Best Strategy for Learning Chinese

Picking and choosing what to learn

So you have made the decision to learn Chinese. Excellent! Now what? What’s the best method to learn Chinese?

Obviously if you could just pack up your things and move to China, that might be a good start, but even that alone isn’t enough (as I found out the hard way). So what should you do when you get there? Or what can you do to prepare first?

Well, fortunately you have lots of choices (which may or may not be a good thing). Should you join a class? Find a one on one teacher? Look for a language exchange partner? Invest in books, CDs or other self study courses?

Well the truth is, no single method is good enough on its own (which is why this post is titled “best strategy” and not “best method”). You could invest in the Pimsleur series and master it completely. But even that will only get you familiar with a limited aspect of the language.

classroom approach might be great for some. However you may be shocked to find the outside world not following the rules and structure taught in class. So maybe “learning by doing” is the answer.

Forget about formal training and learn by making mistakes – get out there and learn what people are saying in the real world! Unfortunately that too doesn’t work for most personalities, plus this approach lacks the structure and system required to explain what it is the people out there are saying.

The solution then is a combination of all of the above.

For my first few years in Taiwan and up till now, all my Chinese was self taught using a combination of self study courses and books out there. I was able to pick and choose the areas I wanted to focus on, in a manner that worked best for me and my personality.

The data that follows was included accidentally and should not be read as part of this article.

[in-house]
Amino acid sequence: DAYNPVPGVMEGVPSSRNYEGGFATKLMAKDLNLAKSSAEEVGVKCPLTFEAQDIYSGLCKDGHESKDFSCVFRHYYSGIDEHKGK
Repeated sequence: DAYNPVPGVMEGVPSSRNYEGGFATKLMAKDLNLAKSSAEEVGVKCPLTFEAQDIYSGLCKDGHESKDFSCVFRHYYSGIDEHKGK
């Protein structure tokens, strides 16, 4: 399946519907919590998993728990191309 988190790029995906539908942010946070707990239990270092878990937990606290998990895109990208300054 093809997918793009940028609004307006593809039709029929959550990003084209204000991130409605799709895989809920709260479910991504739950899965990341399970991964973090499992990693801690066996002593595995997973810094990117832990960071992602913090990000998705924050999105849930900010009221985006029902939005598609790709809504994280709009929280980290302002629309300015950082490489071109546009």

In the last month, I have enrolled in a university course, which is my first formal study of Chinese. This has opened my eyes to new methods of learning that I wasn’t exposed to previously.

While my listening and speaking skills are good for my level, my reading and writing skills are much lower than my classmates. This indicates to me that while this particular course I’m in is great at teaching reading and writing, it can improve in teaching listening and speaking.

You will see some of the ideas and concepts I have been experiencing added to the CLO course over the next little while. The idea is to provide a smorgasbord of learning methods, allowing listeners to choose which methods work best for them, and which areas they want to focus on.

Don’t feel compelled to have to use every new feature and tool being introduced. Imagine you are walking through the street scene pictured above. You don’t need to go to visit every shop to find what you need.

However, if enough resources are made available, there should be something for everyone, and you should be able to tailor make a strategy that meets your particular needs.

It’s been very rewarding for me to get to know you listeners as individuals, and what your own personal goals and strategies for learning Chinese are, and what techniques I can implement to help you out.

The CLO course looks very different today than what I envisioned a year ago when I first started. With your help, I expect it to look a lot different a year from now, so keep the feedback coming!

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